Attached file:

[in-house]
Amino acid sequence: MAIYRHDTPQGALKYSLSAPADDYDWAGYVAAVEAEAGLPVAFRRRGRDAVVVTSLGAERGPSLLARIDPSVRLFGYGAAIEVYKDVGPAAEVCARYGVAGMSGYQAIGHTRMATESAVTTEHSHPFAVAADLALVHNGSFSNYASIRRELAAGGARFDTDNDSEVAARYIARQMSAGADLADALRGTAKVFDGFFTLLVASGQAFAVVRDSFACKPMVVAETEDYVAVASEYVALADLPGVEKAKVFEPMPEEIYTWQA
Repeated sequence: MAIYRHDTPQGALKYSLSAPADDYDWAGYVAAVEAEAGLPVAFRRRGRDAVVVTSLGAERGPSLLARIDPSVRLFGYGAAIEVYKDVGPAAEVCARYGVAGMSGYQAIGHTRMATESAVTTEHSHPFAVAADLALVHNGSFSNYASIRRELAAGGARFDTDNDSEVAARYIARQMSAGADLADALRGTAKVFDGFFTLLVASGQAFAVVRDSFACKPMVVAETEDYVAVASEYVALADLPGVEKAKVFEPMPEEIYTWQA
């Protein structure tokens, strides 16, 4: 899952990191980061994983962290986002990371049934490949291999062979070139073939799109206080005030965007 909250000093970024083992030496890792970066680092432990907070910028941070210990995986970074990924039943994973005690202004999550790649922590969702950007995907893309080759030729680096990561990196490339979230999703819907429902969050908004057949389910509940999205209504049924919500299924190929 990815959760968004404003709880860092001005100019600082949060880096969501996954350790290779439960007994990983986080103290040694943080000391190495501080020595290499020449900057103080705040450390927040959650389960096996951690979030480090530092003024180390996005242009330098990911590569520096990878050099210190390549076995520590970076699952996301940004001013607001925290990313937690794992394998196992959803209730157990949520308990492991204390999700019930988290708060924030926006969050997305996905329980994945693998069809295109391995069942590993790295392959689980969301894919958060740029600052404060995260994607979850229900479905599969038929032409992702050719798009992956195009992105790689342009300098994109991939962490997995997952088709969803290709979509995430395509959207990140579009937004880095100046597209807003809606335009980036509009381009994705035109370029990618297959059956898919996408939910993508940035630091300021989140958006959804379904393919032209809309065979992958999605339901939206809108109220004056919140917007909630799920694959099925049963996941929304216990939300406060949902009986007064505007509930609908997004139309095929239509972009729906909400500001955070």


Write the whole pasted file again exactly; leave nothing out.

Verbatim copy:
[in-house]
Amino acid sequence: MAIYRHDTPQGALKYSLSAPADDYDWAGYVAAVEAEAGLPVAFRRRGRDAVVVTSLGAERGPSLLARIDPSVRLFGYGAAIEVYKDVGPAAEVCARYGVAGMSGYQAIGHTRMATESAVTTEHSHPFAVAADLALVHNGSFSNYASIRRELAAGGARFDTDNDSEVAARYIARQMSAGADLADALRGTAKVFDGFFTLLVASGQAFAVVRDSFACKPMVVAETEDYVAVASEYVALADLPGVEKAKVFEPMPEEIYTWQA
Repeated sequence: MAIYRHDTPQGALKYSLSAPADDYDWAGYVAAVEAEAGLPVAFRRRGRDAVVVTSLGAERGPSLLARIDPSVRLFGYGAAIEVYKDVGPAAEVCARYGVAGMSGYQAIGHTRMATESAVTTEHSHPFAVAADLALVHNGSFSNYASIRRELAAGGARFDTDNDSEVAARYIARQMSAGADLADALRGTAKVFDGFFTLLVASGQAFAVVRDSFACKPMVVAETEDYVAVASEYVALADLPGVEKAKVFEPMPEEIYTWQA
């Protein structure tokens, strides 16, 4: 899952990191980061994983962290986002990371049934490949291999062979070139073939799109206080005030965007 909250000093970024083992030496890792970066680092432990907070910028941070210990995986970074990924039943994973005690202004999550790649922590969702950007995907893309080759030729680096990561990196490339979230999703819907429902969050908004057949389910509940999205209504049924919500299924190929 990815959760968004404003709880860092001005100019600082949060880096969501996954350790290779439960007994990983986080103290040694943080000391190495501080020595290499020449900057103080705040450390927040959650389960096996951690979030480090530092003024180390996005242009330098990911590569520096990878050099210190390549076995520590970076699952996301940004001013607001925290990313937690794992394998196992959803209730157990949520308990492991204390999700019930988290708060924030926006969050997305996905329980994945693998069809295109391995069942590993790295392959689980969301894919958060740029600052404060995260994607979850229900479905599969038929032409992702050719798009992956195009992105790689342009300098994109991939962490997995997952088709969803290709979509995430395509959207990140579009937004880095100046597209807003809606335009980036509009381009994705035109370029990618297959059956898919996408939910993508940035630091300021989140958006959804379904393919032209809309065979992958999605339901939206809108109220004056919140917007909630799920694959099925049963996941929304216990939300406060949902009986007064505007509930609908997004139309095929239509972009729906909400500001955070």